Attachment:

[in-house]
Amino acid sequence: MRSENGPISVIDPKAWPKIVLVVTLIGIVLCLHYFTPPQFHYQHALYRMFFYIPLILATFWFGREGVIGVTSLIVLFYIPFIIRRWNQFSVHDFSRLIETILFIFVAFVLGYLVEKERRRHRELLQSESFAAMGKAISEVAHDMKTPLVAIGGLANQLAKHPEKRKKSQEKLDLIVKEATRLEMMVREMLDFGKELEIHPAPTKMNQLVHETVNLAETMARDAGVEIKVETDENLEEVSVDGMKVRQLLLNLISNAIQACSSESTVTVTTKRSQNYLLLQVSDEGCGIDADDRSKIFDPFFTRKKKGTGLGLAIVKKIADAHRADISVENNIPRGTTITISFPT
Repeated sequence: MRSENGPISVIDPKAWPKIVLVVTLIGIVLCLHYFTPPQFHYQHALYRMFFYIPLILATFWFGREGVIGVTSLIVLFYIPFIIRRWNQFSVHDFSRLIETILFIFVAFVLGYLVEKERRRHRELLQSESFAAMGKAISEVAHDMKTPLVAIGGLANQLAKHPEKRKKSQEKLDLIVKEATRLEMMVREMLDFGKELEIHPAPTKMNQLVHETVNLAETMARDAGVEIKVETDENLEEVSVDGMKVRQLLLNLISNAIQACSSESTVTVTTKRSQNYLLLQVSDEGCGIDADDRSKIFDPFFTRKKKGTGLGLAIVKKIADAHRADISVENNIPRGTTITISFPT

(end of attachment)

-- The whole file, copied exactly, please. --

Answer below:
[in-house]
Amino acid sequence: MRSENGPISVIDPKAWPKIVLVVTLIGIVLCLHYFTPPQFHYQHALYRMFFYIPLILATFWFGREGVIGVTSLIVLFYIPFIIRRWNQFSVHDFSRLIETILFIFVAFVLGYLVEKERRRHRELLQSESFAAMGKAISEVAHDMKTPLVAIGGLANQLAKHPEKRKKSQEKLDLIVKEATRLEMMVREMLDFGKELEIHPAPTKMNQLVHETVNLAETMARDAGVEIKVETDENLEEVSVDGMKVRQLLLNLISNAIQACSSESTVTVTTKRSQNYLLLQVSDEGCGIDADDRSKIFDPFFTRKKKGTGLGLAIVKKIADAHRADISVENNIPRGTTITISFPT
Repeated sequence: MRSENGPISVIDPKAWPKIVLVVTLIGIVLCLHYFTPPQFHYQHALYRMFFYIPLILATFWFGREGVIGVTSLIVLFYIPFIIRRWNQFSVHDFSRLIETILFIFVAFVLGYLVEKERRRHRELLQSESFAAMGKAISEVAHDMKTPLVAIGGLANQLAKHPEKRKKSQEKLDLIVKEATRLEMMVREMLDFGKELEIHPAPTKMNQLVHETVNLAETMARDAGVEIKVETDENLEEVSVDGMKVRQLLLNLISNAIQACSSESTVTVTTKRSQNYLLLQVSDEGCGIDADDRSKIFDPFFTRKKKGTGLGLAIVKKIADAHRADISVENNIPRGTTITISFPT